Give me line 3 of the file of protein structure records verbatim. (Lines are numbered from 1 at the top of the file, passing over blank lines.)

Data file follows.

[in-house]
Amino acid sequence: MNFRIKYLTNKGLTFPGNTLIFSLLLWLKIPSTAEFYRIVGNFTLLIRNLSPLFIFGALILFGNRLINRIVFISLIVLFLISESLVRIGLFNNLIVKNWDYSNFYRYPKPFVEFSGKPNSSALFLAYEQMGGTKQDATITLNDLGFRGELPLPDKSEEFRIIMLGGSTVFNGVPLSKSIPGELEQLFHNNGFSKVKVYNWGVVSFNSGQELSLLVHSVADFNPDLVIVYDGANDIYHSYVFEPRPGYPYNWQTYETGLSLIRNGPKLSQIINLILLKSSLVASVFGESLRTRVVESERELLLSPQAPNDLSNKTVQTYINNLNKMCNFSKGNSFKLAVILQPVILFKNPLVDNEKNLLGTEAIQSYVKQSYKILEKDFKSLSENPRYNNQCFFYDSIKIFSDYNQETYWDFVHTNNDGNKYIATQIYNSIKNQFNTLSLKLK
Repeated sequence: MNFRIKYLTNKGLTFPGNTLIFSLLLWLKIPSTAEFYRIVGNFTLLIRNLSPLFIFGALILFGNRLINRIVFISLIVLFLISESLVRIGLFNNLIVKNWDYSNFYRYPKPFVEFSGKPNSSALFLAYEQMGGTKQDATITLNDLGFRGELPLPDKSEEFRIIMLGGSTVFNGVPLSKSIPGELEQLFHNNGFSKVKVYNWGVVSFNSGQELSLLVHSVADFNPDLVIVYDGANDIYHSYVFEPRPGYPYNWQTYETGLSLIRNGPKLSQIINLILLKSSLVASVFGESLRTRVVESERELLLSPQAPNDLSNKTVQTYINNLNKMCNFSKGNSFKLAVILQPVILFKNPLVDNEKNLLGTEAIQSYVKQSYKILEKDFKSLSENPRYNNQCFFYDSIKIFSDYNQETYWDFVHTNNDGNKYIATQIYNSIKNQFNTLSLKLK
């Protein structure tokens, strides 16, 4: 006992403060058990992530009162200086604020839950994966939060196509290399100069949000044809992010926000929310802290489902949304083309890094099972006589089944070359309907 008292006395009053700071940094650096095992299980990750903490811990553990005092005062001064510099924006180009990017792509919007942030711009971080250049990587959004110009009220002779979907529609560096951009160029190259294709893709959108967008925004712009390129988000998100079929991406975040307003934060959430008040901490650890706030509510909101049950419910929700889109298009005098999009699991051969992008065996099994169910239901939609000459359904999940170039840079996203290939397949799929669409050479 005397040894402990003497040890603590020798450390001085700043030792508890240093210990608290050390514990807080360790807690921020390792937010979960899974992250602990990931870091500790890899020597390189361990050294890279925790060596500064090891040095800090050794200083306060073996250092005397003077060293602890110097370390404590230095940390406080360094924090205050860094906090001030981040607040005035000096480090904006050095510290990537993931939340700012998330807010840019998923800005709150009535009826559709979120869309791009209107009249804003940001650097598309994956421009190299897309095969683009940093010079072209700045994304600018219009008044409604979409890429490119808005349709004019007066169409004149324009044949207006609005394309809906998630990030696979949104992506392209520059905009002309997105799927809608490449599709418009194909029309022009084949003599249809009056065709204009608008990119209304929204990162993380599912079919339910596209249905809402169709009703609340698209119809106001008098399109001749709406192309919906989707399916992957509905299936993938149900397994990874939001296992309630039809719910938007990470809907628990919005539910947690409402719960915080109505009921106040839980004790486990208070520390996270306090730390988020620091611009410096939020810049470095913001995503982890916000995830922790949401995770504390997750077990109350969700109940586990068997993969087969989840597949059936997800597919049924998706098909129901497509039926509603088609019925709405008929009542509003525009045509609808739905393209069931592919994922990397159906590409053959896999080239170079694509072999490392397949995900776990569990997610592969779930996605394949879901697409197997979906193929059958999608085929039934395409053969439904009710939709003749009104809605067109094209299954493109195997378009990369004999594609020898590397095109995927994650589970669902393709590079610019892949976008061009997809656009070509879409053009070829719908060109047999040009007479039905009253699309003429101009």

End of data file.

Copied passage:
Repeated sequence: MNFRIKYLTNKGLTFPGNTLIFSLLLWLKIPSTAEFYRIVGNFTLLIRNLSPLFIFGALILFGNRLINRIVFISLIVLFLISESLVRIGLFNNLIVKNWDYSNFYRYPKPFVEFSGKPNSSALFLAYEQMGGTKQDATITLNDLGFRGELPLPDKSEEFRIIMLGGSTVFNGVPLSKSIPGELEQLFHNNGFSKVKVYNWGVVSFNSGQELSLLVHSVADFNPDLVIVYDGANDIYHSYVFEPRPGYPYNWQTYETGLSLIRNGPKLSQIINLILLKSSLVASVFGESLRTRVVESERELLLSPQAPNDLSNKTVQTYINNLNKMCNFSKGNSFKLAVILQPVILFKNPLVDNEKNLLGTEAIQSYVKQSYKILEKDFKSLSENPRYNNQCFFYDSIKIFSDYNQETYWDFVHTNNDGNKYIATQIYNSIKNQFNTLSLKLK